Human sexual responses and functions are highly complex, with sexual desire and activities being influenced by multiple psychological, physical, environmental and relationship factors.
‘Sexual dysfunction’ is defined as difficulties that occur during the sexual response cycle that prevent the individual from experiencing satisfaction from sexual activity. While sexual dysfunction in men is relatively easy to characterise, female sexual responses tend to be more complicated, making measurement of appropriate contributory and outcome factors and the definition and treatment of female sexual dysfunction (FSD) more difficult (1).
Development of drugs such as sildenafil and others has made a big difference to the sex lives of men with erectile dysfunction over the past 15 years, but until now few drug treatment options exist for the most common sexual complaint in women, decreased sexual desire.
Ashwagandha (Withania somnifera) is a herb native to India and the Asian subcontinent, used as a tonic and treatment for a wide range of health conditions and perceived benefits. Known among herbalists as an ‘adaptogen’, its best known action is to help improve the body’s resilience to stress. Withania normalises blood levels of cortisol and other adrenal hormones during chronic stress, and exhibits a large number of actions suggesting an ability to insulate against adverse environmental stressors. This results in reduced anxiety, and a subtle but welcome retention of a sense of still being ‘in control’, during times of stress (2,3).
Withania is also used traditionally to treat men with erectile dysfunction and performance anxiety, and clinical studies have found improvement in sperm concentration and motility(4-6). This reputation extends also to helping address diminished sexual desire in women, particularly where a depleted nervous system is contributory. A clinical study recently conducted in India, provides compelling data suggesting that it may well assist some women to achieve enhanced sexual satisfaction(8).
The study involved 50 women aged 21–50, all of who were in steady heterosexual relationships, and previously or presently engaged in sexual function for several years. Most were married women from affluent households who were not employed, but reported as having stressful lives due to social demands, child rearing, and husbands’ high expectations.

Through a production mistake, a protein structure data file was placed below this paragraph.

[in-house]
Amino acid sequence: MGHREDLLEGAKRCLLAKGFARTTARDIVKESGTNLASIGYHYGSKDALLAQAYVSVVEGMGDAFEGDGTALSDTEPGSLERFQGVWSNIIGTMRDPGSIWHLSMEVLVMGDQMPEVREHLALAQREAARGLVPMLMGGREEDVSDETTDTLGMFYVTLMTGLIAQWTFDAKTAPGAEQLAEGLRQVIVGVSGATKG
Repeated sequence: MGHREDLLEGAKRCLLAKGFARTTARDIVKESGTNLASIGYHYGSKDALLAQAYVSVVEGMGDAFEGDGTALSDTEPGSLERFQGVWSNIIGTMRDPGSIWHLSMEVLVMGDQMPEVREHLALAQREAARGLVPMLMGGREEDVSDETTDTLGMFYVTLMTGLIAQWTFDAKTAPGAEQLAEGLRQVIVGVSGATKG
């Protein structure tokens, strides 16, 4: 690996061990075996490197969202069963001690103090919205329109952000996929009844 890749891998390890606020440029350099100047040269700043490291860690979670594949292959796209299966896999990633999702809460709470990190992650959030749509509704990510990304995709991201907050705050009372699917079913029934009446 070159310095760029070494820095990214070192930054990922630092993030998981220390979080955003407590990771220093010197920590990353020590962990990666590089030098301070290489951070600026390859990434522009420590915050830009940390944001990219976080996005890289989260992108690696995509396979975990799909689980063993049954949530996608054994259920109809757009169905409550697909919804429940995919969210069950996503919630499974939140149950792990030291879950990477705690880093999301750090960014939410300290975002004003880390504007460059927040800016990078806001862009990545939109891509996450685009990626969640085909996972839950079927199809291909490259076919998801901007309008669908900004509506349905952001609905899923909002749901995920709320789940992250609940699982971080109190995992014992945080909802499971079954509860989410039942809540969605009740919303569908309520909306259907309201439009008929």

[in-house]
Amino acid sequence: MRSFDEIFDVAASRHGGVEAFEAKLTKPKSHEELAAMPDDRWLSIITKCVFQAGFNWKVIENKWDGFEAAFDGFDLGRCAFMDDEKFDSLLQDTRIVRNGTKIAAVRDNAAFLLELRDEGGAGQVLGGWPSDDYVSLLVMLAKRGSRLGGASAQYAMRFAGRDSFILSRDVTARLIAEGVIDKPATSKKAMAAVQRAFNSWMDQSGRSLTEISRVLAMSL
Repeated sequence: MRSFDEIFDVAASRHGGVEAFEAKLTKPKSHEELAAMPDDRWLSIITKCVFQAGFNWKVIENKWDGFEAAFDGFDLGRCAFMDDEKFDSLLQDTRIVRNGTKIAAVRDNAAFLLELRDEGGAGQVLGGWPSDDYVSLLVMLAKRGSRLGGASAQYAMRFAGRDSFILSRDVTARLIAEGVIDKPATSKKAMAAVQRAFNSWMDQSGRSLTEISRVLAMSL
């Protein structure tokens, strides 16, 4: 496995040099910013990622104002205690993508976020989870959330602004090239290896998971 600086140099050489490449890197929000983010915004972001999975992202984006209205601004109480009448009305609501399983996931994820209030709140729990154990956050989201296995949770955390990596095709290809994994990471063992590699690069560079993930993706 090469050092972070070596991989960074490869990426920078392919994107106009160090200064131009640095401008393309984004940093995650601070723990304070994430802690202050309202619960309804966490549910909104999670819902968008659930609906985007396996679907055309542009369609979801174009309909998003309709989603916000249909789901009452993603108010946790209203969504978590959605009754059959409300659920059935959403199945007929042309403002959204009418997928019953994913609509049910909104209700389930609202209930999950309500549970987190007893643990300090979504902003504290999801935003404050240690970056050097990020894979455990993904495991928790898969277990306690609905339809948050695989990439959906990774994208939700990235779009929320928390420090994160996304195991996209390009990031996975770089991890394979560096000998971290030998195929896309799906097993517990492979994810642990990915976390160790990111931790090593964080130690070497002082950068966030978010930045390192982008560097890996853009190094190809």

The women were divided into two groups, and both went through a counselling program consisting of two seminar presentations and an individualized consulting session on addressing FSD. One group also consumed capsules containing a 300mg extract of Withania (standardised to contain not less than 5% withanolides), and the other group placebo capsules, twice daily for 8 weeks.
The primary outcome measure was the Female Sexual Function Index (FSFI), a self-report 19-item questionnaire which was used at the beginning of the study, then at 4 and 8 weeks later(7). This included domain scores for desire, arousal, lubrication, orgasm, satisfaction, and pain. The FSFI Total Score was a weighted sum of these, and as expected was low at the study’s commencement.
Withania treatment lead to a significantly higher improvement than placebo in the FSFI, at both 4 and 8 weeks after starting the study. This increased from 13.63 to 23.86 in the treatment group, but only from 13.57 to 20.06 in the placebo group, a statistically significant difference. While mean scores for sexual desire or the number of total sexual encounters were similar in both Withania and placebo groups, mean scores for lubrication and orgasm were higher in Withania treated rather than placebo treated women. Women in the Withania treated group also reported a marked improvement in sexual satisfaction scores at 8 weeks, these increasing 1.4 points (from 2.35 to 3.79), versus only 0.36 points (from 2.34 to only 2.7) in the group of women who received counselling only (8).
Results from this study don’t suggest that Withania is an aphrodisiac, as Withania supplementation failed to statistically improve sexual desire or the number of total sexual encounters. However, the fact that Withania caused a marked increase in overall sexual satisfaction, in what was a relatively small clinical trial, offers considerable promise for women seeking a natural and safe herbal option for what is increasingly being recognised as a relatively common complaint in our modern world.
- Chen CH et al, Taiwan J Obstet Gynecol 2013; 52(1):3-7.
- Cooley K et al, PLoS One 2009 Aug 31; 4(8):e6628.
- Rasmussen PL, Phytonews 39, Nov 2013; ISSN 1175-0251, published by Phytomed Medicinal Herbs Ltd, Auckland, New Zealand.
- Rasmussen PL, Phytonews 36, July 2011; ISSN 1175-0251, published by Phytomed Medicinal Herbs Ltd, Auckland, New Zealand.
- Pesch S et al, Theriogenology 2006; 66(2):307-313.
- Shukla KK et al, Fertil Steril 2009; 92(6):1934-1940.
- Rosen R et al, Journal of Sex & Marital Therapy, 2000; 26(2):191-208.
- Dongre S et al, Biomed Res Int 2015; 2015